02 April 2015

art and agriculture ... and life and liberal arts

The weekly Bergren Forum at Alfred University is usually held in the Nevins Auditorium in Powell Campus Center. It was displaced to Seidlin Hall 114 this week, for "131: Endeavors in Art & Agriculture" by Cassandra Bull who is working on a bachelor's degree in the School of Art and Design as well as an associate degree in agricultural technology at Alfred State College.

Seidlin 114 is where I had physics in my freshman year of college (1964-1965) with George Towe. He gave us a lot of pop quizzes. One day, he asked us to describe something that related to a campus lecture the evening before. The lecture was unrelated to physics but Professor Towe had been struck by the fact that none of us had been at the lecture. He taught me a lesson about the value of a broad liberal arts education and diverse interests.

It was therefore fitting that Bull's project mixed art and science. For one of her agriculture classes, she had to live with a cow for 24 hours. The hours did not have to be consecutive. At the same time, she had an assignment in an art class to pick 25 words and turn them into a project. Her words:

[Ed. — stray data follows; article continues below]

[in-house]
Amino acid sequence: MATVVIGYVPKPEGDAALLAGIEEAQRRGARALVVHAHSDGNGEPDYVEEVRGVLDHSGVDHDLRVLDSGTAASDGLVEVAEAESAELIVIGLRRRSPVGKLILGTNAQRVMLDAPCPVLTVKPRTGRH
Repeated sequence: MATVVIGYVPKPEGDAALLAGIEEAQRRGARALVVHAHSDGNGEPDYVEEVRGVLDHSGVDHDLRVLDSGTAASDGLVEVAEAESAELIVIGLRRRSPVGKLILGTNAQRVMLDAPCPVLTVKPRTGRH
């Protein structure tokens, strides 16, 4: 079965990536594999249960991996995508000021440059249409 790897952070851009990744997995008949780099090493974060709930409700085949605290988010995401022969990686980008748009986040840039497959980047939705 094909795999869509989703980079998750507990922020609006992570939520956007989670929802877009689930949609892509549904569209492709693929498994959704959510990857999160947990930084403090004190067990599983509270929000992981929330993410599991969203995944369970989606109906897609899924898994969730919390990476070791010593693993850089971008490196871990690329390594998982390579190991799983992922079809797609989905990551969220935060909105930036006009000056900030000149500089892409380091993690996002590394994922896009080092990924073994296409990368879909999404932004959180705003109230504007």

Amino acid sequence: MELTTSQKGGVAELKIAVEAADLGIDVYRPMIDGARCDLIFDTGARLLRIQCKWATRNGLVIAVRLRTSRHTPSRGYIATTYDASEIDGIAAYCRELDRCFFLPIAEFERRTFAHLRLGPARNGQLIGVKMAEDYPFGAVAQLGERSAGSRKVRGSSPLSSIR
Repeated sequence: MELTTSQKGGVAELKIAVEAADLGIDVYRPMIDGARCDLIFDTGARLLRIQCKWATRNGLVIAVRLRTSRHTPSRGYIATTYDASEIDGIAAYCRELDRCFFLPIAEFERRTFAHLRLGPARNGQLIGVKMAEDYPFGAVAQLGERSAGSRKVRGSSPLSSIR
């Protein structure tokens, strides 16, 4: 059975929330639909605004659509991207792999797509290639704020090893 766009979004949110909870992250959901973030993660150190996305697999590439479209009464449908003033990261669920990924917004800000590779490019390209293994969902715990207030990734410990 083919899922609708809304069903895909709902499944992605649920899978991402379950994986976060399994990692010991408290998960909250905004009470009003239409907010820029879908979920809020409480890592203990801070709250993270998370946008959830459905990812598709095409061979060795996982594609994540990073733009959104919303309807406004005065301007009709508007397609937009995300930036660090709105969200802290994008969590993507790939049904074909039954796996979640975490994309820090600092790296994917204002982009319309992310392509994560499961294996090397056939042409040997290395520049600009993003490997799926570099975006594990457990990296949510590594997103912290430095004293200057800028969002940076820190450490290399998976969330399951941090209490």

Watching cows strap into milking machines
I see all the injustice we're told is necessity
As I shovel shit for something I don't believe in

She turned her horror at the dairy industry into a thought-piece on how you live with your concerns, how calves are taken from their mothers, how you mix aesthetics and content, how art and science influence and need each other. Bull made a pair of coveralls from Japanese mulberry stalks (kozo) to wear while she lived with her cow whose "name" was 131. The coveralls quickly became dirty and torn. When the professor Diane Cox encouraged her to continue, she wrote her field notes and statements about her experience and feelings about industrial agriculture on the coveralls. She then did a performance for her class in which she took off her street clothes, put on the coveralls and read the text, and then returned to her street clothes. She showed a video of the performance as part of her presentation today. What a powerful statement it was, picturing her description of the project.

I also could not help but think about some of the things I saw on my March road trip: the feedlots near Dalhart, Texas; the long barns in central Arkansas, presumably for chickens; the cattle and bison in fields in Colorado, New Mexico, Nebraska, and Arkansas; the varying landscapes of the U.S. Lots to think about, mostly about how there is no absolute good, that art is mixed with life, that experience is important.

No comments: